Zika virus update


Recently, there has been an influx of Zika Virus cases originating from North, South and Central America. So, what is Zika Virus and why is it the hot topic on the news?

This virus, like other arboviruses (insect-carrying viruses), is transmitted from the bite of an infected mosquito (primarily Aedes aegypti for Zika).

People who have been bitten by a Zika-infected mosquito may develop flu-like symptoms, such as fever, rash, joint pain, conjunctivitis (red eyes), muscle aches and/or headaches, within a few days to a week. Everyone is susceptible to the Zika virus and other mosquito-transmitting diseases, especially high risk populations (i.e. elderly, children, pregnant women, and immunocompromised individuals). 

Why is this important to know? Presently, there is no vaccine or medication available to prevent or treat Zika infections, but presented symptoms are treatable. It is important to know that if you develop any of these signs and symptoms, you should schedule an appointment with your primary care facility to be evaluated and/or treated. 

As of March 1, the Zika virus has been found in 36 countries and territories.

Travel by pregnant service members, dependents and DOD civilian employees to Zika-affected regions is strongly discouraged until completion of their pregnancy.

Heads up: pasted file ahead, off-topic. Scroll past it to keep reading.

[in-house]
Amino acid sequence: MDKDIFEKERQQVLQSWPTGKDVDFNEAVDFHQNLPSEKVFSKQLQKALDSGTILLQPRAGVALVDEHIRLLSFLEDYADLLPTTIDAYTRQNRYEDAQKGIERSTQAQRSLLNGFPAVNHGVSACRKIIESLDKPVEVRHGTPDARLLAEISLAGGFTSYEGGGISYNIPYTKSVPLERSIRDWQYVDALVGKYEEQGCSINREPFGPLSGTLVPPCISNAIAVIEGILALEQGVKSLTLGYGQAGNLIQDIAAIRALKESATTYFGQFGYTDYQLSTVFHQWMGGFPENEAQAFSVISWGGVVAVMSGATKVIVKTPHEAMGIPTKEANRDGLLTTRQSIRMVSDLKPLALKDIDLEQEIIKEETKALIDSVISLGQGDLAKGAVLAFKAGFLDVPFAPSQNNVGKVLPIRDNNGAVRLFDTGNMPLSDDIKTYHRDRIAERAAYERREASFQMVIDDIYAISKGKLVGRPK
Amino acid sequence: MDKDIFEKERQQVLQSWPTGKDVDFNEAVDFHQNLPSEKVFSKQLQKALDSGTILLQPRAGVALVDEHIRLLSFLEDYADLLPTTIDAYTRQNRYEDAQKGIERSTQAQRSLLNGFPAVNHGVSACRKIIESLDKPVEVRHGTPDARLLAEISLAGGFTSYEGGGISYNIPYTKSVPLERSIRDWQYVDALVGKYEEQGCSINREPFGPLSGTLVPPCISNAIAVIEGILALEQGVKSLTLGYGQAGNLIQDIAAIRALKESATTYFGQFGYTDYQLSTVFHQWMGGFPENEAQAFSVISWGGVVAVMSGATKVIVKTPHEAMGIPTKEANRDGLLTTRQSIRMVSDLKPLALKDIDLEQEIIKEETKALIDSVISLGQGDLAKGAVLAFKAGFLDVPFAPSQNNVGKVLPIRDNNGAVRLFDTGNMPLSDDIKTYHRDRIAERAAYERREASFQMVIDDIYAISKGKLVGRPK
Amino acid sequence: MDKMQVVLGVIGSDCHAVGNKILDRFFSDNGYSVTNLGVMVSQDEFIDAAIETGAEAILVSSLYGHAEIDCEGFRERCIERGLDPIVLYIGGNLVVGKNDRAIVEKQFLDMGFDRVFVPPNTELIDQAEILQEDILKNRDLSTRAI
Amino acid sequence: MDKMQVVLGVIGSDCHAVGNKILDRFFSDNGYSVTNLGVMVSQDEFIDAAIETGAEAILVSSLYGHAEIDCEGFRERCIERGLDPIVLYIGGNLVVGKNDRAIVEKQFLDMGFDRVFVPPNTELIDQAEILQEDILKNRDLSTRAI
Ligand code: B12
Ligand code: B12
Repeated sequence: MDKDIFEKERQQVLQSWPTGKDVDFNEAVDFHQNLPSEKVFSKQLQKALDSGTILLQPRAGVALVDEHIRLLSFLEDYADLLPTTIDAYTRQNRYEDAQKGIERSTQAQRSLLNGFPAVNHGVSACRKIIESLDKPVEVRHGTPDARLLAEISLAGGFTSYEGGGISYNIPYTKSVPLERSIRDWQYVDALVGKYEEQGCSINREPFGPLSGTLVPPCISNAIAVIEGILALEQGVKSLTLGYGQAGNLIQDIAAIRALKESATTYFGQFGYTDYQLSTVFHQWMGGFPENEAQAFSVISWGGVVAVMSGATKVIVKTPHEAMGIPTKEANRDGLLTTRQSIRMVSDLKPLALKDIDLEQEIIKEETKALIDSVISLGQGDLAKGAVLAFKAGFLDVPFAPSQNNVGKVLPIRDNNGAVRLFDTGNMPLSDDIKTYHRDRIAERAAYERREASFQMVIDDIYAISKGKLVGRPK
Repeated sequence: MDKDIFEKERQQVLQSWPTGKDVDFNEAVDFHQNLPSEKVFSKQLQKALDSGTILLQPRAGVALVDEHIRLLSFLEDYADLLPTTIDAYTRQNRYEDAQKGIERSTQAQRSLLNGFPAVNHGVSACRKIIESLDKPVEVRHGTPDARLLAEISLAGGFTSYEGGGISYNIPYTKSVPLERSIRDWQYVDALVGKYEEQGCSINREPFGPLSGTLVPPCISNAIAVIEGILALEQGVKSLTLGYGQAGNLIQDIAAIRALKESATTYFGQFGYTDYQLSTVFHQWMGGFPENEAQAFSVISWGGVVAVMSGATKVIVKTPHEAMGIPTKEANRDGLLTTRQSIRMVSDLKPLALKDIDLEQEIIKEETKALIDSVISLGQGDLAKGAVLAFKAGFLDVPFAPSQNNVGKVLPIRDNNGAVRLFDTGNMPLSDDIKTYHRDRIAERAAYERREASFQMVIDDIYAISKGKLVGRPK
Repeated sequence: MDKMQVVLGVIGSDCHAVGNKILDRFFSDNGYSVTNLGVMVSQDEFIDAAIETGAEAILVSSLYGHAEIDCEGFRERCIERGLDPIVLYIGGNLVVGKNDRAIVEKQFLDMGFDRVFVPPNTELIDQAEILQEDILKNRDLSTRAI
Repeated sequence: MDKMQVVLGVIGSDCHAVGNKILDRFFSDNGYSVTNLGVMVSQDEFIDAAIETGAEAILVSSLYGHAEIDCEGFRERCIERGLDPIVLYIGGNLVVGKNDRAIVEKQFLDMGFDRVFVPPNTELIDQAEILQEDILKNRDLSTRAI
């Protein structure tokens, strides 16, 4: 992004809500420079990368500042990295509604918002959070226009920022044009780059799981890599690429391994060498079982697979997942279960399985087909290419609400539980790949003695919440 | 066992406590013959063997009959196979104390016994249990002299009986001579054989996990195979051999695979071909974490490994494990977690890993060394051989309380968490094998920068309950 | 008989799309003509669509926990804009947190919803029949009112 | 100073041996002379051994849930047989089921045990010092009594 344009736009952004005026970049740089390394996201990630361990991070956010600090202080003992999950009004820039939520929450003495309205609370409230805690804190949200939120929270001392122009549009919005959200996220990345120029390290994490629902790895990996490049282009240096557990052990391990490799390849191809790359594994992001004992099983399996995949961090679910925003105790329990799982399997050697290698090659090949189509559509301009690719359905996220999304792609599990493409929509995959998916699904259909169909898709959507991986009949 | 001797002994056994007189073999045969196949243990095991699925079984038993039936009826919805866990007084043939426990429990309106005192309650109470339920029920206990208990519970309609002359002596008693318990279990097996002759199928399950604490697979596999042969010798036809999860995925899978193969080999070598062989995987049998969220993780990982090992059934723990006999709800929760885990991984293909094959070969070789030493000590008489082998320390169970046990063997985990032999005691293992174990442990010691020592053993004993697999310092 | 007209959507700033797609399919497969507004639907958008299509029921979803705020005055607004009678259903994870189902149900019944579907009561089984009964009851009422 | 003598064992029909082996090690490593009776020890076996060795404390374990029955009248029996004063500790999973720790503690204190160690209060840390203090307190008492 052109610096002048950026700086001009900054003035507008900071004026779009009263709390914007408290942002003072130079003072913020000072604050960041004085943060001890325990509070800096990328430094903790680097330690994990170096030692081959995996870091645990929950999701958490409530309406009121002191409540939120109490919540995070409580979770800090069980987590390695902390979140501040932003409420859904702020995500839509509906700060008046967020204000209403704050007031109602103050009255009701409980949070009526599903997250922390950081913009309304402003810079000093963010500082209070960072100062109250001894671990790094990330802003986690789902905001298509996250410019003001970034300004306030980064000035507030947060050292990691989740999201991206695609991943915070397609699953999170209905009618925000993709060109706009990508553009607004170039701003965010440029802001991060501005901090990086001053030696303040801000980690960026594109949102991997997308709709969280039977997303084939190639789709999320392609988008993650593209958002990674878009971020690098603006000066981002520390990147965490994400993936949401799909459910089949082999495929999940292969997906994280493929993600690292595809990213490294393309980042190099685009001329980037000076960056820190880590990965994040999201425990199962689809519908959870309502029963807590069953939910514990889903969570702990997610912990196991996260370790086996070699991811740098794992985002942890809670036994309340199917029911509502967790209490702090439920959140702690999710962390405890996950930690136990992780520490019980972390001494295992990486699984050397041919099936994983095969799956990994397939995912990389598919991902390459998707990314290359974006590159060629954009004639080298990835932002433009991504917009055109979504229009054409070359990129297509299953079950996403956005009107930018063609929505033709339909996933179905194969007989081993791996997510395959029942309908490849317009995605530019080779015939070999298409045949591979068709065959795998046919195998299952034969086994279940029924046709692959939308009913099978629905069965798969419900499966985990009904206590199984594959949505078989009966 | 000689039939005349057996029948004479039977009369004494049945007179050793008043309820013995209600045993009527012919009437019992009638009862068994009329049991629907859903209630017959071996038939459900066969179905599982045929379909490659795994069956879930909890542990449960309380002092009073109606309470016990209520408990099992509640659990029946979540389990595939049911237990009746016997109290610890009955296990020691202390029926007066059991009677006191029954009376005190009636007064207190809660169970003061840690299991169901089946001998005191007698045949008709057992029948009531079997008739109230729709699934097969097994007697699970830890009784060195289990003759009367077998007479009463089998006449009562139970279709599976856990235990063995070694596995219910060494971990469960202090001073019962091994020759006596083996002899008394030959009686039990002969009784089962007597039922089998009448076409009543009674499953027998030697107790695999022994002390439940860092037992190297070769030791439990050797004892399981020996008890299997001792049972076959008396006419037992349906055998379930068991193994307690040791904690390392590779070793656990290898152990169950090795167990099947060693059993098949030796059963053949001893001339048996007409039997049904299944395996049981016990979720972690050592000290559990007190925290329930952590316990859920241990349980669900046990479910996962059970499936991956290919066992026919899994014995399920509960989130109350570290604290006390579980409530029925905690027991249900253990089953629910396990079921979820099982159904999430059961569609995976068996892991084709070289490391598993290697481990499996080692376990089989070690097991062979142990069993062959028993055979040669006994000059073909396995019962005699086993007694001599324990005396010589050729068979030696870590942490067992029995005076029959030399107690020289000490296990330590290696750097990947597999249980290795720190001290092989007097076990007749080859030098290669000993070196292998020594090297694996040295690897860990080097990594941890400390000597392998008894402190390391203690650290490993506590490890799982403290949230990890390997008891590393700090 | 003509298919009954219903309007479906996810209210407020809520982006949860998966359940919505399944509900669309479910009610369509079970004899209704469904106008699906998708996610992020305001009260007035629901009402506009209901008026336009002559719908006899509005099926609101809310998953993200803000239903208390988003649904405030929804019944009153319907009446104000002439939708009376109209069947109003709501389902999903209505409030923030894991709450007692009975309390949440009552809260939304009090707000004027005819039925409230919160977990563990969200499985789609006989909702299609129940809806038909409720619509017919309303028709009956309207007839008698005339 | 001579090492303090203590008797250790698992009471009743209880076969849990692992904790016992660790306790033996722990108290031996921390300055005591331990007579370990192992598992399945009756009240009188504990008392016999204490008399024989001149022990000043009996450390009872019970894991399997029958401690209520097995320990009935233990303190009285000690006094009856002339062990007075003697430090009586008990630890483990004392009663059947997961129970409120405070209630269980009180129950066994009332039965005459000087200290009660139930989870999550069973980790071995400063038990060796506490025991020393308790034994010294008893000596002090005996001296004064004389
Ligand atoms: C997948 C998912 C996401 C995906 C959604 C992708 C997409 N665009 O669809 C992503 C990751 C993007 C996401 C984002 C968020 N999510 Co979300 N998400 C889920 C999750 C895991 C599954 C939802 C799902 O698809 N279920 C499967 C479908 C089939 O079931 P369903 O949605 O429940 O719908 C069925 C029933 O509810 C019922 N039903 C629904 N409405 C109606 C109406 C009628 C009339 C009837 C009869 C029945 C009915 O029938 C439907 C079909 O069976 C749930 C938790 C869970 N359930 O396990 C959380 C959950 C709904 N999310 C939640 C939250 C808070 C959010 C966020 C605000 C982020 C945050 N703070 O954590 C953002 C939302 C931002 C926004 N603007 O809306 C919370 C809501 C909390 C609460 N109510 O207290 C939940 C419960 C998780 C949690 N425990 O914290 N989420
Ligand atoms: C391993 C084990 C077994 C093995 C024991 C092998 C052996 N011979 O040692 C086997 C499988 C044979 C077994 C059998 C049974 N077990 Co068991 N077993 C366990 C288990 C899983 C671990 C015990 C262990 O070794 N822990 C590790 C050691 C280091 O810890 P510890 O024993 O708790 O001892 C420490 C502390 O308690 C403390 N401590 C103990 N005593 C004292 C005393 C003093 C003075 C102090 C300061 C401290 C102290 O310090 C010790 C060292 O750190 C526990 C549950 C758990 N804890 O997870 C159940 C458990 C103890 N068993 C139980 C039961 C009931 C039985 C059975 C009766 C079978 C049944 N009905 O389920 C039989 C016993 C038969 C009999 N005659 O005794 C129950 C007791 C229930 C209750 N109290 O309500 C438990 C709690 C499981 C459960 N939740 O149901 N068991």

Additionally, recent reports suggest that this virus can be more commonly transmitted through sexual contact with an infected person. Lastly, men who reside or traveled to an area of ongoing Zika Virus transmission, who have a pregnant partner, should abstain from sexual activity or consistently and correctly use condoms during sex with their partner throughout the duration of the pregnancy.

Here are some important guidelines to follow to prevent contracting Zika or any other insect-carrying diseases:

* Mosquitoes are active during the hours of dusk and dawn
* Wear long pants and long sleeved shirts to prevent being bitten
* Use mosquito repellent with 20-25 percent DEET
* Check for areas where there is standing water (i.e. empty tires, puddles, cans) and eliminate those areas by filling it up with dirt and/or empty the water
* Ensure screens on your doors and windows do not contain holes where mosquitoes can get through

If you notice an increase of mosquito activity, plan on traveling to another country where diseases are prevalent, or would like up-to-date information on diseases contact Public Health at 661-277-2244 or 661-277-2270.